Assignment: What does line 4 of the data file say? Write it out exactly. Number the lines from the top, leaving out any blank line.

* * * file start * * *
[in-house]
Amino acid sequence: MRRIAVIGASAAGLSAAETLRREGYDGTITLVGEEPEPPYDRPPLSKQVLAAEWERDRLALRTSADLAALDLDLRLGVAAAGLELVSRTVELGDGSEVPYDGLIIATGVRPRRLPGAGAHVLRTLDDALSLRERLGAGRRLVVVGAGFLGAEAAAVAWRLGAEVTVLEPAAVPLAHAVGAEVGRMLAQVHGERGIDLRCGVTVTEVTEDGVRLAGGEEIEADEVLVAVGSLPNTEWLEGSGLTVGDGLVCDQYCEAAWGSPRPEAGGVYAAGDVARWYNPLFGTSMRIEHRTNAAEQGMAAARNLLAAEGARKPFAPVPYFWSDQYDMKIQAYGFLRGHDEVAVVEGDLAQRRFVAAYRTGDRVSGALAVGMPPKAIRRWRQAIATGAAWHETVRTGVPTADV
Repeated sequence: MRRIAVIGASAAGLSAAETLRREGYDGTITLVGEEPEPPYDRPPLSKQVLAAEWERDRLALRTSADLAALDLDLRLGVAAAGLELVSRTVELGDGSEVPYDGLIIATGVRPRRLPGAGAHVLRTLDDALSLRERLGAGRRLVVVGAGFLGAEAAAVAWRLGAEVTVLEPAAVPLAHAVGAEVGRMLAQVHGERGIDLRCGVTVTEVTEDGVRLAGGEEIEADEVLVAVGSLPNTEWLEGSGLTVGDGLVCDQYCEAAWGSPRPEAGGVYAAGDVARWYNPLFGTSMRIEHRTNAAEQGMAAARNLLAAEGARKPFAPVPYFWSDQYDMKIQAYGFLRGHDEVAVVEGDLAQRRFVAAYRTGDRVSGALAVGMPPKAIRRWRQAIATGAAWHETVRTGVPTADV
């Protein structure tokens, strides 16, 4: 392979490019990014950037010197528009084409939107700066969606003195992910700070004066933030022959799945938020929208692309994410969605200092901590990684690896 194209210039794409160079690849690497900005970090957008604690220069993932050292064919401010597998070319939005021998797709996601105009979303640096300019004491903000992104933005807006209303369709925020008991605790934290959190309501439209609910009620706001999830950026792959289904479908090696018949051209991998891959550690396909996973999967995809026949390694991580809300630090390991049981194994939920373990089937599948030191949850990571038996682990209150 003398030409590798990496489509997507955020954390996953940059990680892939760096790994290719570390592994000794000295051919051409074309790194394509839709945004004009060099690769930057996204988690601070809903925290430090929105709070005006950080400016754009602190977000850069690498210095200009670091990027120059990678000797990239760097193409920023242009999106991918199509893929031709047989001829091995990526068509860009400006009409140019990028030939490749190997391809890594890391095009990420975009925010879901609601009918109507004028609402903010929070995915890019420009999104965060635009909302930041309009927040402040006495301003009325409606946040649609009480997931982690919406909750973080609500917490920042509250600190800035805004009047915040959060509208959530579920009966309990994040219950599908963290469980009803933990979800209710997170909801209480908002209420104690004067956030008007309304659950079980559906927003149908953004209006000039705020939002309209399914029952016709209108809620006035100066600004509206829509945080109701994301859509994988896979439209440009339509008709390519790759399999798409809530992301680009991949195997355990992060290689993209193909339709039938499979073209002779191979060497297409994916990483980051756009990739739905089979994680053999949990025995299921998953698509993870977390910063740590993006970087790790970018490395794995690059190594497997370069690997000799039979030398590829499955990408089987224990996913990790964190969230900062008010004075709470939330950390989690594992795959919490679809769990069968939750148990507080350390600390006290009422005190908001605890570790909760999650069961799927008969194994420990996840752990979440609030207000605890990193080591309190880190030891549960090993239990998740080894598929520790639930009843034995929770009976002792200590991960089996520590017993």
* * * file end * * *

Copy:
């Protein structure tokens, strides 16, 4: 392979490019990014950037010197528009084409939107700066969606003195992910700070004066933030022959799945938020929208692309994410969605200092901590990684690896 194209210039794409160079690849690497900005970090957008604690220069993932050292064919401010597998070319939005021998797709996601105009979303640096300019004491903000992104933005807006209303369709925020008991605790934290959190309501439209609910009620706001999830950026792959289904479908090696018949051209991998891959550690396909996973999967995809026949390694991580809300630090390991049981194994939920373990089937599948030191949850990571038996682990209150 003398030409590798990496489509997507955020954390996953940059990680892939760096790994290719570390592994000794000295051919051409074309790194394509839709945004004009060099690769930057996204988690601070809903925290430090929105709070005006950080400016754009602190977000850069690498210095200009670091990027120059990678000797990239760097193409920023242009999106991918199509893929031709047989001829091995990526068509860009400006009409140019990028030939490749190997391809890594890391095009990420975009925010879901609601009918109507004028609402903010929070995915890019420009999104965060635009909302930041309009927040402040006495301003009325409606946040649609009480997931982690919406909750973080609500917490920042509250600190800035805004009047915040959060509208959530579920009966309990994040219950599908963290469980009803933990979800209710997170909801209480908002209420104690004067956030008007309304659950079980559906927003149908953004209006000039705020939002309209399914029952016709209108809620006035100066600004509206829509945080109701994301859509994988896979439209440009339509008709390519790759399999798409809530992301680009991949195997355990992060290689993209193909339709039938499979073209002779191979060497297409994916990483980051756009990739739905089979994680053999949990025995299921998953698509993870977390910063740590993006970087790790970018490395794995690059190594497997370069690997000799039979030398590829499955990408089987224990996913990790964190969230900062008010004075709470939330950390989690594992795959919490679809769990069968939750148990507080350390600390006290009422005190908001605890570790909760999650069961799927008969194994420990996840752990979440609030207000605890990193080591309190880190030891549960090993239990998740080894598929520790639930009843034995929770009976002792200590991960089996520590017993």